Life!Late start after a very blustery, chilly and damp night - it was warm in bed, I didn't want to get out into the cold! Nature calls and we must obey!
The cat has been fed, I've had my mug of tea, lit the main fire, read the electricity meter, eaten my porridge and can still see my breath while sitting here at the computer, looking at the thermometer on the wall reading 8 Deg C. I could switch on an electric heater but we are doing our best to learn to live without these - persistent power cuts render them useless, anyway.
The stove has now been lit and will have this room warm by the time the other fire has heated the water in the back boiler to pump it round the radiators. 'H' has been out to attend to the feathered friends, chopped more sticks and had his first soaking of the day. This is a typical morning in Frugaldom. We should learn to appreciate typical days much more than we do!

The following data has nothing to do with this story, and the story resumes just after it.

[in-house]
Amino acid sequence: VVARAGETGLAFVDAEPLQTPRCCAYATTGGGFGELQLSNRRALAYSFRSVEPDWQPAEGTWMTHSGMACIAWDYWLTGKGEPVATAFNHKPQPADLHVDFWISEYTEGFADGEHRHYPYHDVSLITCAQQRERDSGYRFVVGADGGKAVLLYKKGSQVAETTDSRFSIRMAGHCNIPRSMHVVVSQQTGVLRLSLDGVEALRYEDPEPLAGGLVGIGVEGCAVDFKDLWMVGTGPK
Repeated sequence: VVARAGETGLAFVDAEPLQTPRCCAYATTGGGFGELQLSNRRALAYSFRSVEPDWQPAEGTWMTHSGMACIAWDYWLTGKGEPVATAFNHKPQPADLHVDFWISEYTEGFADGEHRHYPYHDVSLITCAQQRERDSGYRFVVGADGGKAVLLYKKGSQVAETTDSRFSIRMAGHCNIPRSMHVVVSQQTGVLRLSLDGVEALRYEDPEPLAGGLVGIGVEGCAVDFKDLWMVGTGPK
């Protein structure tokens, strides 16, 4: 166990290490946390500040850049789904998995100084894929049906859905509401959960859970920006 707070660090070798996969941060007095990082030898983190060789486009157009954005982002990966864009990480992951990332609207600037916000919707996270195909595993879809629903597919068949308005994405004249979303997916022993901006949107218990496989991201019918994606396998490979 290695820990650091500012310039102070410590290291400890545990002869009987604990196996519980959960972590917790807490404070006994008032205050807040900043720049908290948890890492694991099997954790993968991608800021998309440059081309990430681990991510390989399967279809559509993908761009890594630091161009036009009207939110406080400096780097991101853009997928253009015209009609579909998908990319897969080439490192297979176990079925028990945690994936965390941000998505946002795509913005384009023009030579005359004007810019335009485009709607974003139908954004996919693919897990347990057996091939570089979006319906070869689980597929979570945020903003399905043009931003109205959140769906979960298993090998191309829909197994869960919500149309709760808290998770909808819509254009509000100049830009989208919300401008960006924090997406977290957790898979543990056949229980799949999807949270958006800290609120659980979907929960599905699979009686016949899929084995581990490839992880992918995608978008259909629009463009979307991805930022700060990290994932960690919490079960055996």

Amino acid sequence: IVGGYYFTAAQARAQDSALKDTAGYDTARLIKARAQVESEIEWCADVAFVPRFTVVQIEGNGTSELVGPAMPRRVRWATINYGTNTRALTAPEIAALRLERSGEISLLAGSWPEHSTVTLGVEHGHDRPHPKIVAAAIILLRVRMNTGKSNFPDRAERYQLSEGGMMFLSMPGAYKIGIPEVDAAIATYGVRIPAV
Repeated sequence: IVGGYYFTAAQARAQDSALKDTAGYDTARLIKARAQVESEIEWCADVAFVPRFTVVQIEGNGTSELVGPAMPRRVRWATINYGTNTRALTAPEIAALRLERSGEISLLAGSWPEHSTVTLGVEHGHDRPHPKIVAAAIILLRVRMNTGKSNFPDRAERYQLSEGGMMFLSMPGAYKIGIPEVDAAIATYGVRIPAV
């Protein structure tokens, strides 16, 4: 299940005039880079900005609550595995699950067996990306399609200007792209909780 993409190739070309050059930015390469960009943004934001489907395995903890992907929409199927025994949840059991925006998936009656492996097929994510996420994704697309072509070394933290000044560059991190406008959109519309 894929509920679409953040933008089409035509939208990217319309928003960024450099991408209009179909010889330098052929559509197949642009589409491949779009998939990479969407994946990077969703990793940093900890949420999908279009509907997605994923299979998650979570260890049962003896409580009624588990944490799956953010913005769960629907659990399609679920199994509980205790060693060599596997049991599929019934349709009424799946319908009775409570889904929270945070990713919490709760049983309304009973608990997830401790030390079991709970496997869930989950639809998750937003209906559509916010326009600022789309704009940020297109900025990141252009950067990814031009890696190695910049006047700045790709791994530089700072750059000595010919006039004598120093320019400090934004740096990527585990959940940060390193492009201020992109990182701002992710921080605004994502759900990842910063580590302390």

We're still waiting for the full blast of the next storm to arrive - perhaps it has changed direction overnight? No, that would be too much to expect when this is January in Scotland. Besides, it is absolutely battering down with rain and hail now, so chances are the power will be out by lunchtime. The kettle is back on the stove. We are offered a little shelter on this southwest coast by way of Ireland, so best wishes to all over there when the surge arrives.
Meter ReadingThe chart above is of my weekly electricity meter readings for this house. You can see both spikes from the past two winters and this is what I want to avoid completely in 2014 - but it isn't a catastrophe if we fail!